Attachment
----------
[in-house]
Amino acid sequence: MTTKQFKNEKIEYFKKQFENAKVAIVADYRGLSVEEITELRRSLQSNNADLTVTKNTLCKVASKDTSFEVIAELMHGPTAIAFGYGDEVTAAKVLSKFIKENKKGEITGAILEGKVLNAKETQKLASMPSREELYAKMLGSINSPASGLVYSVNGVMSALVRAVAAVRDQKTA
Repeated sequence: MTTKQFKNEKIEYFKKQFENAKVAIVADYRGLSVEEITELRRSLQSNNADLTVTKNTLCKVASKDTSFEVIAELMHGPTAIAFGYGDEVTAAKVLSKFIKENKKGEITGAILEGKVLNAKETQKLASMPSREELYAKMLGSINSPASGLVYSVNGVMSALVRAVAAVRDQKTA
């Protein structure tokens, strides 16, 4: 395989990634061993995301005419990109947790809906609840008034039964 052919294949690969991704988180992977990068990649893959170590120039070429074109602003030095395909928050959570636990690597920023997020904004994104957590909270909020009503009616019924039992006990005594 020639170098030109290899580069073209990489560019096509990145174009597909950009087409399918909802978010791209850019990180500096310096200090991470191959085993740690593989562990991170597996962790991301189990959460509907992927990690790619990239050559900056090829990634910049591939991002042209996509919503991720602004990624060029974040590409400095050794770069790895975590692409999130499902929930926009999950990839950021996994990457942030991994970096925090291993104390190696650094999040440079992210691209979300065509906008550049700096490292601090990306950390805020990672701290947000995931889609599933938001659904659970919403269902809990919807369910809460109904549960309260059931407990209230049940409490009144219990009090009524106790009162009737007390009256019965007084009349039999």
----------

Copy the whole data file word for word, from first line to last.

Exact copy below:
[in-house]
Amino acid sequence: MTTKQFKNEKIEYFKKQFENAKVAIVADYRGLSVEEITELRRSLQSNNADLTVTKNTLCKVASKDTSFEVIAELMHGPTAIAFGYGDEVTAAKVLSKFIKENKKGEITGAILEGKVLNAKETQKLASMPSREELYAKMLGSINSPASGLVYSVNGVMSALVRAVAAVRDQKTA
Repeated sequence: MTTKQFKNEKIEYFKKQFENAKVAIVADYRGLSVEEITELRRSLQSNNADLTVTKNTLCKVASKDTSFEVIAELMHGPTAIAFGYGDEVTAAKVLSKFIKENKKGEITGAILEGKVLNAKETQKLASMPSREELYAKMLGSINSPASGLVYSVNGVMSALVRAVAAVRDQKTA
């Protein structure tokens, strides 16, 4: 395989990634061993995301005419990109947790809906609840008034039964 052919294949690969991704988180992977990068990649893959170590120039070429074109602003030095395909928050959570636990690597920023997020904004994104957590909270909020009503009616019924039992006990005594 020639170098030109290899580069073209990489560019096509990145174009597909950009087409399918909802978010791209850019990180500096310096200090991470191959085993740690593989562990991170597996962790991301189990959460509907992927990690790619990239050559900056090829990634910049591939991002042209996509919503991720602004990624060029974040590409400095050794770069790895975590692409999130499902929930926009999950990839950021996994990457942030991994970096925090291993104390190696650094999040440079992210691209979300065509906008550049700096490292601090990306950390805020990672701290947000995931889609599933938001659904659970919403269902809990919807369910809460109904549960309260059931407990209230049940409490009144219990009090009524106790009162009737007390009256019965007084009349039999």